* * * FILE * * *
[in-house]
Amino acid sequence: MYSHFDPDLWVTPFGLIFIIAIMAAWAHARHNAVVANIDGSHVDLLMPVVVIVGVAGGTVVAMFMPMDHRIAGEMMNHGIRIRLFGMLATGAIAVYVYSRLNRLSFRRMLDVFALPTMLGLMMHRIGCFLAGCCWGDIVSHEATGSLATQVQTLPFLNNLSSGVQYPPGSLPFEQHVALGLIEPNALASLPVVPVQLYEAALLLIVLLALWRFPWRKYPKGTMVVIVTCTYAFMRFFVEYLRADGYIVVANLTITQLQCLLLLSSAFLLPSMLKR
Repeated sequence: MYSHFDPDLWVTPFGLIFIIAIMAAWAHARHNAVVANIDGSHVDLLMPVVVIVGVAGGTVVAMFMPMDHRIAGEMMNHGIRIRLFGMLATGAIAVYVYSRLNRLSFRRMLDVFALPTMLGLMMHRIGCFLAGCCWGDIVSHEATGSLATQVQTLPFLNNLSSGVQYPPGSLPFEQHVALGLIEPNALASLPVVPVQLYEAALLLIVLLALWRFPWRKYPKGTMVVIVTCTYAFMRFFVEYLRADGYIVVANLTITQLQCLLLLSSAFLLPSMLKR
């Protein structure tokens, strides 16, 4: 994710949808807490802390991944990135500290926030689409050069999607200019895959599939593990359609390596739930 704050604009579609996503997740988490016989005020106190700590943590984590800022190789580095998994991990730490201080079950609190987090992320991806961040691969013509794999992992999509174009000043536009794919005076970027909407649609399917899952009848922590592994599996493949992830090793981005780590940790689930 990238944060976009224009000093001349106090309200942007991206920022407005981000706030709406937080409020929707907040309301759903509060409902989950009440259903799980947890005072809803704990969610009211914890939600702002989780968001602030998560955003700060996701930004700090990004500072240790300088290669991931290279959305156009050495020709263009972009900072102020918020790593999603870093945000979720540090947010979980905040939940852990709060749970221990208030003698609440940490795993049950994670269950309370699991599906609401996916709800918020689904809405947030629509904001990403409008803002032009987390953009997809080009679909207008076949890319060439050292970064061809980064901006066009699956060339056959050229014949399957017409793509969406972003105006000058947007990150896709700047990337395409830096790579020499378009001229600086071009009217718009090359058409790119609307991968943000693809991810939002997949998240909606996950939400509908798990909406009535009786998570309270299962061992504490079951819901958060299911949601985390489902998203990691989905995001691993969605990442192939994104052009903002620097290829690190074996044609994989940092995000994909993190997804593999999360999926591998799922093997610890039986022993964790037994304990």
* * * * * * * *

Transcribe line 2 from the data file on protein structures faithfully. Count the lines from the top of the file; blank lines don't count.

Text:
Amino acid sequence: MYSHFDPDLWVTPFGLIFIIAIMAAWAHARHNAVVANIDGSHVDLLMPVVVIVGVAGGTVVAMFMPMDHRIAGEMMNHGIRIRLFGMLATGAIAVYVYSRLNRLSFRRMLDVFALPTMLGLMMHRIGCFLAGCCWGDIVSHEATGSLATQVQTLPFLNNLSSGVQYPPGSLPFEQHVALGLIEPNALASLPVVPVQLYEAALLLIVLLALWRFPWRKYPKGTMVVIVTCTYAFMRFFVEYLRADGYIVVANLTITQLQCLLLLSSAFLLPSMLKR